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Junior high school seemed like a fine idea when we invented it but it turned out to be an invention of the devil. We’re catching our boys in a net in which they’re socially unprepared. We put them in junior high school with girls who are two years ahead of them. There isn’t a thing they should have to do with girls at this age except growl at them.
As quoted in Frances Glennon, 'Student and Teacher of Human Ways', Life (14 Sep 1959), 147.
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Laws are like Cobwebs, which may catch small Flies, but let Wasps and Hornets break through.
In 'A Tritical Essay Upon the Faculties of the Mind' (6 Aug 1707), collected in various volumes and editions, for example, The Works of J.S, D.D, D.S.P.D.: Volume 1: Miscellanies in Prose (1739), 173. An earlier, undated, fourth volume of Miscellanies gives the 6 Aug 1707 date the essay was written. The final Latin phrase can be translated as, “Can you help laughing, friends?” attributed to Horace.
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Like truths of Science waiting to be caught—
Catch me who can…
In poem, 'The Golden Year', collected in The Poetical Works of Alfred Tennyson (1861), 180.
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Of all the conceptions of the human mind from unicorns to gargoyles to the hydrogen bomb perhaps the most fantastic is the black hole: a hole in space with a definite edge over which anything can fall and nothing can escape; a hole with a gravitational field so strong that even light is caught and held in its grip; a hole that curves space and warps time.
In Cosmology + I: Readings from Scientific American (1977), 63.
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Only after the last tree has been cut down. Only after the last river has been poisoned. Only after the last fish has been caught. Only then will you find that money cannot be eaten.
Cree
Cree Indian prophecy. Quoted by the United Nations Director for the Environment at a conference in Geneva. Recalled by a writer in Ann: Zoologische wetenschappen Issues 275-276 (1984), 16.
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Our atom of carbon enters the leaf, colliding with other innumerable (but here useless) molecules of nitrogen and oxygen. It adheres to a large and complicated molecule that activates it, and simultaneously receives the decisive message from the sky, in the flashing form of a packet of solar light; in an instant, like an insect caught by a spider, it is separated from its oxygen, combined with hydrogen and (one thinks) phosphous, and finally inserted in a chain, whether long or short does not matter, but it is the chain of life. All this happens swiftly, in silence, at the temperature and pressure of the atmosphere, and gratis: dear colleagues, when we learn to do likewise we will be sicut Deus [like God], and we will have also solved the problem of hunger in the world.
Levi Primo and Raymond Rosenthal (trans.), The Periodic Table (1975, 1984), 227-228. In this final section of his book, Levi imagines the life of a carbon atom. He calls this his first “literary dream”. It came to him at Auschwitz.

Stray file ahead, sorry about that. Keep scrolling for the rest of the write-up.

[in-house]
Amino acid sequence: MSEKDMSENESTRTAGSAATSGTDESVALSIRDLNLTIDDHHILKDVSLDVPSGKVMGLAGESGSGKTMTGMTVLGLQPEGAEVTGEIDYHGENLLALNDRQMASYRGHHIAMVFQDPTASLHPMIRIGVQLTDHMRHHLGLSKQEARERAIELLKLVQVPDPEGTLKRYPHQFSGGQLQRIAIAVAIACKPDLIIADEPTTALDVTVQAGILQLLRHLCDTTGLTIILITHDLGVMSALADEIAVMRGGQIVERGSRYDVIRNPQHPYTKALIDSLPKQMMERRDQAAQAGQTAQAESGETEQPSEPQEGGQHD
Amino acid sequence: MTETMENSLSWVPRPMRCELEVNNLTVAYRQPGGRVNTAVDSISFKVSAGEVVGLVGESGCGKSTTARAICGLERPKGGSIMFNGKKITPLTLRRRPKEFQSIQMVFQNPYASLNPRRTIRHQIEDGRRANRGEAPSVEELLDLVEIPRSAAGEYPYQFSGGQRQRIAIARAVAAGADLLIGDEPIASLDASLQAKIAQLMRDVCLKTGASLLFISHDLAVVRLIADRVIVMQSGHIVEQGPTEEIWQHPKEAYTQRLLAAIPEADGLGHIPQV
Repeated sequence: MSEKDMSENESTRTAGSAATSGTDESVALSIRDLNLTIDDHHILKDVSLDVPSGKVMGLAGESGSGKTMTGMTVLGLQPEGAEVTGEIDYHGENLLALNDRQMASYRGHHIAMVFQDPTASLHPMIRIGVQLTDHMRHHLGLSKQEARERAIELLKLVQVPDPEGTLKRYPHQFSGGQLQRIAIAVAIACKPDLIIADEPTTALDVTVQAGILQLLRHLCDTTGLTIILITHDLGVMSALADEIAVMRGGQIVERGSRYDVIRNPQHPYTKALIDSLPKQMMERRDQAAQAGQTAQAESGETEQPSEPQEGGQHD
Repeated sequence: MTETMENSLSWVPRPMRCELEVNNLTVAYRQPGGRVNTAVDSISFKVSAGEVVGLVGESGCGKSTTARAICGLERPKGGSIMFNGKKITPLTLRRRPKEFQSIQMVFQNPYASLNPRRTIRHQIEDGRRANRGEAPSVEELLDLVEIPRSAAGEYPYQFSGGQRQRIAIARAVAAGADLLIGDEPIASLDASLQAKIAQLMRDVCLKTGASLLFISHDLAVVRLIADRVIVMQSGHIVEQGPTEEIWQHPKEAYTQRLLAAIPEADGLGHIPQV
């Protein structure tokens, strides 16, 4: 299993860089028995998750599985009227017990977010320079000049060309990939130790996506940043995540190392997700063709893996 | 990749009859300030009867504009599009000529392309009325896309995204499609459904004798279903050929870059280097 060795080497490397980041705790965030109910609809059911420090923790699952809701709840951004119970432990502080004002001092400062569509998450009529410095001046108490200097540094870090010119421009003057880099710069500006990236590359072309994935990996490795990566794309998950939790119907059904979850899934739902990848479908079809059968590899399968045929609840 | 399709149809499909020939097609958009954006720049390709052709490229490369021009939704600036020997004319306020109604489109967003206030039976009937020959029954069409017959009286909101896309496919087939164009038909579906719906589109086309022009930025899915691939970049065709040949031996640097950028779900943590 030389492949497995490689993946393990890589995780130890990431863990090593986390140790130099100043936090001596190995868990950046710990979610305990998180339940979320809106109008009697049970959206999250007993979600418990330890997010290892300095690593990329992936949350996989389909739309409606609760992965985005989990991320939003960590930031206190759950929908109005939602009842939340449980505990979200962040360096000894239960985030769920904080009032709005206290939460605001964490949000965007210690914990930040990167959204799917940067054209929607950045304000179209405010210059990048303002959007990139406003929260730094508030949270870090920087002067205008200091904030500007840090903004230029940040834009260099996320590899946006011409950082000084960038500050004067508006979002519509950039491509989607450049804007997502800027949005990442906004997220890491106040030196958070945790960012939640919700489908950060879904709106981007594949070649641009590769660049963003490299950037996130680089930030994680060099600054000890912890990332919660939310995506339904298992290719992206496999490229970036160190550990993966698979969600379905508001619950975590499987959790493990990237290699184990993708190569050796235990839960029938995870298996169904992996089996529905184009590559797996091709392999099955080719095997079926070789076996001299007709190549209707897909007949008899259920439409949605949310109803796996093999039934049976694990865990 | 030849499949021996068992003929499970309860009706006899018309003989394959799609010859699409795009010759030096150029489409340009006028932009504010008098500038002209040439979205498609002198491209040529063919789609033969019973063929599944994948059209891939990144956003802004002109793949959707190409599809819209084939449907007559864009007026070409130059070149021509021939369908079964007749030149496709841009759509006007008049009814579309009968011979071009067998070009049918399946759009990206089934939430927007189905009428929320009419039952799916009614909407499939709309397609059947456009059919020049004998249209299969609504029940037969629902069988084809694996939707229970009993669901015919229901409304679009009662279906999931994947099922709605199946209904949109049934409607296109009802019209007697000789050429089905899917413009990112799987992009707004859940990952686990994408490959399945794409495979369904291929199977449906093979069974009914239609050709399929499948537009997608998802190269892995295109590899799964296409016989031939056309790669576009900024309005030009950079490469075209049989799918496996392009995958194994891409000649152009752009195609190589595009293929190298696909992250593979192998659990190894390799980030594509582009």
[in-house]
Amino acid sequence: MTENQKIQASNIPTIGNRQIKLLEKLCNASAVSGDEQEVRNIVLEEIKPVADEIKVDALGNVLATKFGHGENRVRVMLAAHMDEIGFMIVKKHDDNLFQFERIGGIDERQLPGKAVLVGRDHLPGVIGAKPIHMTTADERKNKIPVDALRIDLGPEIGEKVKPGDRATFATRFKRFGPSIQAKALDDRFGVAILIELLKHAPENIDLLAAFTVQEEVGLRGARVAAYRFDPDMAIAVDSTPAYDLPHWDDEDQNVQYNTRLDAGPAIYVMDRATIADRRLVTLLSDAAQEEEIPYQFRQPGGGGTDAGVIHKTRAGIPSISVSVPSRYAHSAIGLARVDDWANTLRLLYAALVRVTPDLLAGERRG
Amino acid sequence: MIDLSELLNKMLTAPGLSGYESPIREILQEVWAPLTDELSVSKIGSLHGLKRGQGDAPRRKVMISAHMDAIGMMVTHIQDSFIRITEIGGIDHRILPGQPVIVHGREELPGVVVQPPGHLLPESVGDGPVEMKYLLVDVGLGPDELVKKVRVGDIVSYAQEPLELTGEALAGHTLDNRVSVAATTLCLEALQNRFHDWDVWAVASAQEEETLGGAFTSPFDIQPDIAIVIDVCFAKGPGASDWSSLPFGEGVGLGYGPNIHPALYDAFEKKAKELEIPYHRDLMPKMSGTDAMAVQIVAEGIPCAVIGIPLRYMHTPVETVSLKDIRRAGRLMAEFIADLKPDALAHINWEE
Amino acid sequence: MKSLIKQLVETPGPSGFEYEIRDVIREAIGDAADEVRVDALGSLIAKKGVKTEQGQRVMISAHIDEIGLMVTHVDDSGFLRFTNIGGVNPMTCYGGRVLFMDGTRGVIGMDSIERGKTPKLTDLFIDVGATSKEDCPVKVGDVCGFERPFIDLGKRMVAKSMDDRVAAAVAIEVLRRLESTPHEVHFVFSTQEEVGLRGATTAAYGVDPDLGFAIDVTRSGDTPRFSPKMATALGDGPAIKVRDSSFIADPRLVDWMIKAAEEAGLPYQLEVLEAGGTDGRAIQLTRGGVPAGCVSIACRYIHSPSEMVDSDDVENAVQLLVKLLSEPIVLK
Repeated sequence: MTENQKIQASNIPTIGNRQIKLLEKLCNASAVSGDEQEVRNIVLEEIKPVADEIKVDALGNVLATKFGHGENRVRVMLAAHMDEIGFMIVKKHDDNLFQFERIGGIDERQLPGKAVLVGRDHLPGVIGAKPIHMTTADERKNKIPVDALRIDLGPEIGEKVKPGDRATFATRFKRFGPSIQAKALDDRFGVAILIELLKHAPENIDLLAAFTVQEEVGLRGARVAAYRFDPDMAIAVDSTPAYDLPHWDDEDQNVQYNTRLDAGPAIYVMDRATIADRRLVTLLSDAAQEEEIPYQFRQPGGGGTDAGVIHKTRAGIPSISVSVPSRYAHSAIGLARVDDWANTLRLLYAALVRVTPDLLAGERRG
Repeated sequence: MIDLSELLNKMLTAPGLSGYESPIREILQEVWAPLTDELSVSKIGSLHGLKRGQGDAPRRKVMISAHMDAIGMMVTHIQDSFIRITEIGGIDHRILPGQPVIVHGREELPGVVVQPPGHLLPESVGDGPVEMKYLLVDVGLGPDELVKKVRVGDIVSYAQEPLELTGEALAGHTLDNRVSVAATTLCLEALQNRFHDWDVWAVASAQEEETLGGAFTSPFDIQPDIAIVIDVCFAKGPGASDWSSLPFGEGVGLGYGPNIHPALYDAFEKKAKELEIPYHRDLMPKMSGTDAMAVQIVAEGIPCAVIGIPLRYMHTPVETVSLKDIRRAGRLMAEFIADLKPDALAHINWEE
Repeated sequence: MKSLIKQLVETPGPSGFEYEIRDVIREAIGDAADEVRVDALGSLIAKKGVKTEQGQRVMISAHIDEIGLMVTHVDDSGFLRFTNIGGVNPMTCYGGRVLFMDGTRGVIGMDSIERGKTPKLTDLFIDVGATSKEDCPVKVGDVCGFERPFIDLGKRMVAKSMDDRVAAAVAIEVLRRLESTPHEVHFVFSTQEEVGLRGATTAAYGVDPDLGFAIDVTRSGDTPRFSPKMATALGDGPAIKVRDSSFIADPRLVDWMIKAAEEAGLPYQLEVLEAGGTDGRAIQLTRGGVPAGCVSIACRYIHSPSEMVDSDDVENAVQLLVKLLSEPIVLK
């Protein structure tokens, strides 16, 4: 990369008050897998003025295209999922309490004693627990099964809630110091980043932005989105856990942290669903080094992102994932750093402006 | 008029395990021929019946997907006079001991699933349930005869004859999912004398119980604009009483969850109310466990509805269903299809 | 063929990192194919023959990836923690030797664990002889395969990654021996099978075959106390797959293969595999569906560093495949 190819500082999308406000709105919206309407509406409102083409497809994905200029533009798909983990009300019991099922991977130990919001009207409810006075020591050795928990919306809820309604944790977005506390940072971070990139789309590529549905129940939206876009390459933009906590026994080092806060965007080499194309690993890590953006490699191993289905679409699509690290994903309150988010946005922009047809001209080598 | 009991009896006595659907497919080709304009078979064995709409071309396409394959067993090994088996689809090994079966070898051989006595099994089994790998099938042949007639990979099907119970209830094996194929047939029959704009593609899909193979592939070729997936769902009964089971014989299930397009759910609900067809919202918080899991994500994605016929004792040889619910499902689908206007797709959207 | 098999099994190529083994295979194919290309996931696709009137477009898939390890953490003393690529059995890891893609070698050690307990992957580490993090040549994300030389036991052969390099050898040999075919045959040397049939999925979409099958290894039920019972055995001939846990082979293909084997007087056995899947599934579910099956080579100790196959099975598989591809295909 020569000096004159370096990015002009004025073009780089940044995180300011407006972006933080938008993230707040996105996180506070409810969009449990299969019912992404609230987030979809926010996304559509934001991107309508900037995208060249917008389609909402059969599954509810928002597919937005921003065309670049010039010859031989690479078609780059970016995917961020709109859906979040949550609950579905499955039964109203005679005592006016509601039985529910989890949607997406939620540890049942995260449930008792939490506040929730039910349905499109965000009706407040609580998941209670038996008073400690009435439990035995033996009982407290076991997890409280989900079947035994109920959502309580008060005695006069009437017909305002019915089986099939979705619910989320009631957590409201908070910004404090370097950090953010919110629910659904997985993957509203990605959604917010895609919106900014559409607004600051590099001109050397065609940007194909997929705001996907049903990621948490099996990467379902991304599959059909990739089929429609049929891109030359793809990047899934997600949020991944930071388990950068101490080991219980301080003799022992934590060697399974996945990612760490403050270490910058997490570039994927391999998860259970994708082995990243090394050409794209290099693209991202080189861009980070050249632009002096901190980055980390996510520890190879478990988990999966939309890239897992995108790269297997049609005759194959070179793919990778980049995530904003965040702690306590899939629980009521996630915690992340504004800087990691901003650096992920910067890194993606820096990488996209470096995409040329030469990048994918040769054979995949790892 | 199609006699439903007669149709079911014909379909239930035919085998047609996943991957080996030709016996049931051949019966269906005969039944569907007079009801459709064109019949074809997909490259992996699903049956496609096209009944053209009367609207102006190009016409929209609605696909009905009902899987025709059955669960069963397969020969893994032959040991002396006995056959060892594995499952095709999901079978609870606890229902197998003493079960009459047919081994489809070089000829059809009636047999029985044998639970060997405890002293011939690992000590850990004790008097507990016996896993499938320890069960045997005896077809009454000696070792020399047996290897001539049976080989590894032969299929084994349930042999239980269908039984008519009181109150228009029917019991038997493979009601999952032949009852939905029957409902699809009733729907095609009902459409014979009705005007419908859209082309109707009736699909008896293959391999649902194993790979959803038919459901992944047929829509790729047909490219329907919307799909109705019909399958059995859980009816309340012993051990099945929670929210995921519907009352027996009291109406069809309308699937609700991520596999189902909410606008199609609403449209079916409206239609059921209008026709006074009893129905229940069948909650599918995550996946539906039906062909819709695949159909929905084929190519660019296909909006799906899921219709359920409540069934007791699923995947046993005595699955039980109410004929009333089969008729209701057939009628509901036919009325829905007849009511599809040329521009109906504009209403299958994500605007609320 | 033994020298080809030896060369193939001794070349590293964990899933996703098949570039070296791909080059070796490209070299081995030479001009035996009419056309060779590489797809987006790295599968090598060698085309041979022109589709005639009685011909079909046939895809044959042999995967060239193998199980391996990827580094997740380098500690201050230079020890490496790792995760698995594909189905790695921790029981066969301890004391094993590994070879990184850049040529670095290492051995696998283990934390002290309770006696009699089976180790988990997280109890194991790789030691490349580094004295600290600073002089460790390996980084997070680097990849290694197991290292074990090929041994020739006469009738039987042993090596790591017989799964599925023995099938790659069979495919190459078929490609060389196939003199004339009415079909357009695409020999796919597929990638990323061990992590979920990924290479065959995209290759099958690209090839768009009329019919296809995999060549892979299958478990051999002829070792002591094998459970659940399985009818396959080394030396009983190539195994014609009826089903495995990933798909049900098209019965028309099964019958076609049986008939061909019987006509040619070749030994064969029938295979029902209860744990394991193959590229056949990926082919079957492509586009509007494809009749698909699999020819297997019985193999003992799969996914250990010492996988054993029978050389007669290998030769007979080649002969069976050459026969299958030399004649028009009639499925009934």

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Since natural selection demands only adequacy, elegance of design is not relevant; any combination of behavioural adjustment, physiological regulation, or anatomical accommodation that allows survival and reproduction may be favoured by selection. Since all animals are caught in a phylogenetic trap by the nature of past evolutionary adjustments, it is to be expected that a given environmental challenge will be met in a variety of ways by different animals. The delineation of the patterns of the accommodations of diverse types of organisms to the environment contributes much of the fascination of ecologically relevant physiology.
In 'The roles of physiology and behaviour in the maintenance of homeostasis in the desert environment.', Symposia of the Society for Experimental Biology (1964), 11.
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The biggest danger we face is overfishing. We have too many boats out there. We literally could fish out our oceans, some scientists believe, in the next 40, 50, 60 years. We are trending in that direction. … Every year, for the first time in history, we catch fewer and fewer fish with more and more sophisticated boats going out trying to find them.
From transcript of PBS TV interview by Tavis Smiley (28 Mar 2011).
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The facts of nature are what they are, but we can only view them through the spectacles of our mind. Our mind works largely by metaphor and comparison, not always (or often) by relentless logic. When we are caught in conceptual traps, the best exit is often a change in metaphor–not because the new guideline will be truer to nature (for neither the old nor the new metaphor lies ‘out there’ in the woods), but because we need a shift to more fruitful perspectives, and metaphor is often the best agent of conceptual transition.
…...
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The novelties in the fish line this week are two—brook trout and California salmon. … Long Island cultivated trout, alive, sell for $1.50 a pound; killed $1 a pound; trout from other portions of the state, 75 cents; wild trout from the Adirondacks, 50 cents; Canada trout 25 to 35 cents. … Certainly ten times as many trout are eaten in New-York as in former years. California salmon … brought 45 cents a pound. … This is rather a high price for California fish, but the catch is very light, caused by overfishing. (1879)